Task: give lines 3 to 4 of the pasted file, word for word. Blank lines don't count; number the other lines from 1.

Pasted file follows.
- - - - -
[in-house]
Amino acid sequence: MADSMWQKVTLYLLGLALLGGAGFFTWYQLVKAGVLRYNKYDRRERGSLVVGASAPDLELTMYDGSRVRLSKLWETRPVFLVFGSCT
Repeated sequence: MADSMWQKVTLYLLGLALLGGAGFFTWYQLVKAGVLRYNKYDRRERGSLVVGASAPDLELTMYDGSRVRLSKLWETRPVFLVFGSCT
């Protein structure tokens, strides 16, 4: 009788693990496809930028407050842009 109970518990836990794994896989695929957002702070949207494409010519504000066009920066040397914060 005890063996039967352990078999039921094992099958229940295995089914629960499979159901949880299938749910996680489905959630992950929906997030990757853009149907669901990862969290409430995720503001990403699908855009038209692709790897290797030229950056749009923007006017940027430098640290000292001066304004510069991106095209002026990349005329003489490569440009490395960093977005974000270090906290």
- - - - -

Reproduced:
Repeated sequence: MADSMWQKVTLYLLGLALLGGAGFFTWYQLVKAGVLRYNKYDRRERGSLVVGASAPDLELTMYDGSRVRLSKLWETRPVFLVFGSCT
């Protein structure tokens, strides 16, 4: 009788693990496809930028407050842009 109970518990836990794994896989695929957002702070949207494409010519504000066009920066040397914060 005890063996039967352990078999039921094992099958229940295995089914629960499979159901949880299938749910996680489905959630992950929906997030990757853009149907669901990862969290409430995720503001990403699908855009038209692709790897290797030229950056749009923007006017940027430098640290000292001066304004510069991106095209002026990349005329003489490569440009490395960093977005974000270090906290």